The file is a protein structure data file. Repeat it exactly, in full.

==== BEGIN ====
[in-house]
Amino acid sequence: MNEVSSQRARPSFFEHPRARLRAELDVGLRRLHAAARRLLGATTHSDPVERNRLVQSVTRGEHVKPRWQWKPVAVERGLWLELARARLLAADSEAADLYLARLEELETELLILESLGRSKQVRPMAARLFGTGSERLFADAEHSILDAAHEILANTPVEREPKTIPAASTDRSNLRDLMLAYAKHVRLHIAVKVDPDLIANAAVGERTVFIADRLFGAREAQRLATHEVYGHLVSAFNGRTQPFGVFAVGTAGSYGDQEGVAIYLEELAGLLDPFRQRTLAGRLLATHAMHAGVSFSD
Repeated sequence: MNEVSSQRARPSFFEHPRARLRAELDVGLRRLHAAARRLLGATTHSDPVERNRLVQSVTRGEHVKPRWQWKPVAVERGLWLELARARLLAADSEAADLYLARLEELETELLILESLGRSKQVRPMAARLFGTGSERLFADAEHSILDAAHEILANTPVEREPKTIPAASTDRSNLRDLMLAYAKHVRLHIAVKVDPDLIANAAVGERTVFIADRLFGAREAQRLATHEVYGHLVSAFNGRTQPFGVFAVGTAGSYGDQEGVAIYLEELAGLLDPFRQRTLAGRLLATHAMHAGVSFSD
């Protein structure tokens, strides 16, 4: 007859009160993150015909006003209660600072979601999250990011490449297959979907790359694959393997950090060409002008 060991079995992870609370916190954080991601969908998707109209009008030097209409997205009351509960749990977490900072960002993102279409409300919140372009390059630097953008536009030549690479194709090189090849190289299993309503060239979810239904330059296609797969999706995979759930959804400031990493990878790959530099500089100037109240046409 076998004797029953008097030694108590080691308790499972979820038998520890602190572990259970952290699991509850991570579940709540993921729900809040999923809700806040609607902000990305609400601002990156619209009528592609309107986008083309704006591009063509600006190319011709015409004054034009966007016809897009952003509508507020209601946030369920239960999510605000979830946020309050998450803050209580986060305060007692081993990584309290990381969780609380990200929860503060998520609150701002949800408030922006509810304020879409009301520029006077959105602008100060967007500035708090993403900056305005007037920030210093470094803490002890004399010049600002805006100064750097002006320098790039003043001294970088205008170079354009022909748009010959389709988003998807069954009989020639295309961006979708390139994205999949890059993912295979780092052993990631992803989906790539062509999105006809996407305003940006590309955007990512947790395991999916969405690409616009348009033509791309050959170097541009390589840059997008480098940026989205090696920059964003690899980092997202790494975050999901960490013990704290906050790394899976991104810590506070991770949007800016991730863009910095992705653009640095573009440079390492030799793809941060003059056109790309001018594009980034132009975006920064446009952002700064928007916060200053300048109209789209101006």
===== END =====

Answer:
[in-house]
Amino acid sequence: MNEVSSQRARPSFFEHPRARLRAELDVGLRRLHAAARRLLGATTHSDPVERNRLVQSVTRGEHVKPRWQWKPVAVERGLWLELARARLLAADSEAADLYLARLEELETELLILESLGRSKQVRPMAARLFGTGSERLFADAEHSILDAAHEILANTPVEREPKTIPAASTDRSNLRDLMLAYAKHVRLHIAVKVDPDLIANAAVGERTVFIADRLFGAREAQRLATHEVYGHLVSAFNGRTQPFGVFAVGTAGSYGDQEGVAIYLEELAGLLDPFRQRTLAGRLLATHAMHAGVSFSD
Repeated sequence: MNEVSSQRARPSFFEHPRARLRAELDVGLRRLHAAARRLLGATTHSDPVERNRLVQSVTRGEHVKPRWQWKPVAVERGLWLELARARLLAADSEAADLYLARLEELETELLILESLGRSKQVRPMAARLFGTGSERLFADAEHSILDAAHEILANTPVEREPKTIPAASTDRSNLRDLMLAYAKHVRLHIAVKVDPDLIANAAVGERTVFIADRLFGAREAQRLATHEVYGHLVSAFNGRTQPFGVFAVGTAGSYGDQEGVAIYLEELAGLLDPFRQRTLAGRLLATHAMHAGVSFSD
């Protein structure tokens, strides 16, 4: 007859009160993150015909006003209660600072979601999250990011490449297959979907790359694959393997950090060409002008 060991079995992870609370916190954080991601969908998707109209009008030097209409997205009351509960749990977490900072960002993102279409409300919140372009390059630097953008536009030549690479194709090189090849190289299993309503060239979810239904330059296609797969999706995979759930959804400031990493990878790959530099500089100037109240046409 076998004797029953008097030694108590080691308790499972979820038998520890602190572990259970952290699991509850991570579940709540993921729900809040999923809700806040609607902000990305609400601002990156619209009528592609309107986008083309704006591009063509600006190319011709015409004054034009966007016809897009952003509508507020209601946030369920239960999510605000979830946020309050998450803050209580986060305060007692081993990584309290990381969780609380990200929860503060998520609150701002949800408030922006509810304020879409009301520029006077959105602008100060967007500035708090993403900056305005007037920030210093470094803490002890004399010049600002805006100064750097002006320098790039003043001294970088205008170079354009022909748009010959389709988003998807069954009989020639295309961006979708390139994205999949890059993912295979780092052993990631992803989906790539062509999105006809996407305003940006590309955007990512947790395991999916969405690409616009348009033509791309050959170097541009390589840059997008480098940026989205090696920059964003690899980092997202790494975050999901960490013990704290906050790394899976991104810590506070991770949007800016991730863009910095992705653009640095573009440079390492030799793809941060003059056109790309001018594009980034132009975006920064446009952002700064928007916060200053300048109209789209101006």